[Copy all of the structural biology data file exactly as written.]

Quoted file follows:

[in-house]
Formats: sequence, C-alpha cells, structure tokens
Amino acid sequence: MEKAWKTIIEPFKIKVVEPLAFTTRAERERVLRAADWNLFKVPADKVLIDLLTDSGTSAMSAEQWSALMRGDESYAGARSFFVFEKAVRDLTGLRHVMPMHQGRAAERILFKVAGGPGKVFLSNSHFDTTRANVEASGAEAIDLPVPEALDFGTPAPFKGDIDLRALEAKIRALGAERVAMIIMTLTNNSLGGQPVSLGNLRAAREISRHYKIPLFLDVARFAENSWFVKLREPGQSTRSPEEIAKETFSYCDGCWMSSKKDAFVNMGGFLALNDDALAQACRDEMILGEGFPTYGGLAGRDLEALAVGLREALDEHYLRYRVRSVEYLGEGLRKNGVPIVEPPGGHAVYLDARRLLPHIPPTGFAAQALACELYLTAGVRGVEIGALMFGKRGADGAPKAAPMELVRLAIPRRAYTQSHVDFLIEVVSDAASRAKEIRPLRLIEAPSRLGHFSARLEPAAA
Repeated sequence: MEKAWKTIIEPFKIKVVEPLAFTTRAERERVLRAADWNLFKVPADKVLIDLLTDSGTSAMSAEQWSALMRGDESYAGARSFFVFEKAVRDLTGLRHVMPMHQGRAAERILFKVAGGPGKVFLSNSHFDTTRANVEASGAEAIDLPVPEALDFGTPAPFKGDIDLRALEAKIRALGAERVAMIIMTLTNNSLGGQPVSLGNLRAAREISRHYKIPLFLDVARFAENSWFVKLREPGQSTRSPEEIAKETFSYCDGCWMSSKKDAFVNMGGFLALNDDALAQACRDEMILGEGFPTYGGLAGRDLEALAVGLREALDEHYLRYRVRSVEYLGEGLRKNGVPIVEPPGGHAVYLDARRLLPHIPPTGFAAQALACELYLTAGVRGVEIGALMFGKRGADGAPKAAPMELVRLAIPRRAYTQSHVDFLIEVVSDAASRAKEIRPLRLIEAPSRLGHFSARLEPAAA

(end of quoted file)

[in-house]
Formats: sequence, C-alpha cells, structure tokens
Amino acid sequence: MEKAWKTIIEPFKIKVVEPLAFTTRAERERVLRAADWNLFKVPADKVLIDLLTDSGTSAMSAEQWSALMRGDESYAGARSFFVFEKAVRDLTGLRHVMPMHQGRAAERILFKVAGGPGKVFLSNSHFDTTRANVEASGAEAIDLPVPEALDFGTPAPFKGDIDLRALEAKIRALGAERVAMIIMTLTNNSLGGQPVSLGNLRAAREISRHYKIPLFLDVARFAENSWFVKLREPGQSTRSPEEIAKETFSYCDGCWMSSKKDAFVNMGGFLALNDDALAQACRDEMILGEGFPTYGGLAGRDLEALAVGLREALDEHYLRYRVRSVEYLGEGLRKNGVPIVEPPGGHAVYLDARRLLPHIPPTGFAAQALACELYLTAGVRGVEIGALMFGKRGADGAPKAAPMELVRLAIPRRAYTQSHVDFLIEVVSDAASRAKEIRPLRLIEAPSRLGHFSARLEPAAA
Repeated sequence: MEKAWKTIIEPFKIKVVEPLAFTTRAERERVLRAADWNLFKVPADKVLIDLLTDSGTSAMSAEQWSALMRGDESYAGARSFFVFEKAVRDLTGLRHVMPMHQGRAAERILFKVAGGPGKVFLSNSHFDTTRANVEASGAEAIDLPVPEALDFGTPAPFKGDIDLRALEAKIRALGAERVAMIIMTLTNNSLGGQPVSLGNLRAAREISRHYKIPLFLDVARFAENSWFVKLREPGQSTRSPEEIAKETFSYCDGCWMSSKKDAFVNMGGFLALNDDALAQACRDEMILGEGFPTYGGLAGRDLEALAVGLREALDEHYLRYRVRSVEYLGEGLRKNGVPIVEPPGGHAVYLDARRLLPHIPPTGFAAQALACELYLTAGVRGVEIGALMFGKRGADGAPKAAPMELVRLAIPRRAYTQSHVDFLIEVVSDAASRAKEIRPLRLIEAPSRLGHFSARLEPAAA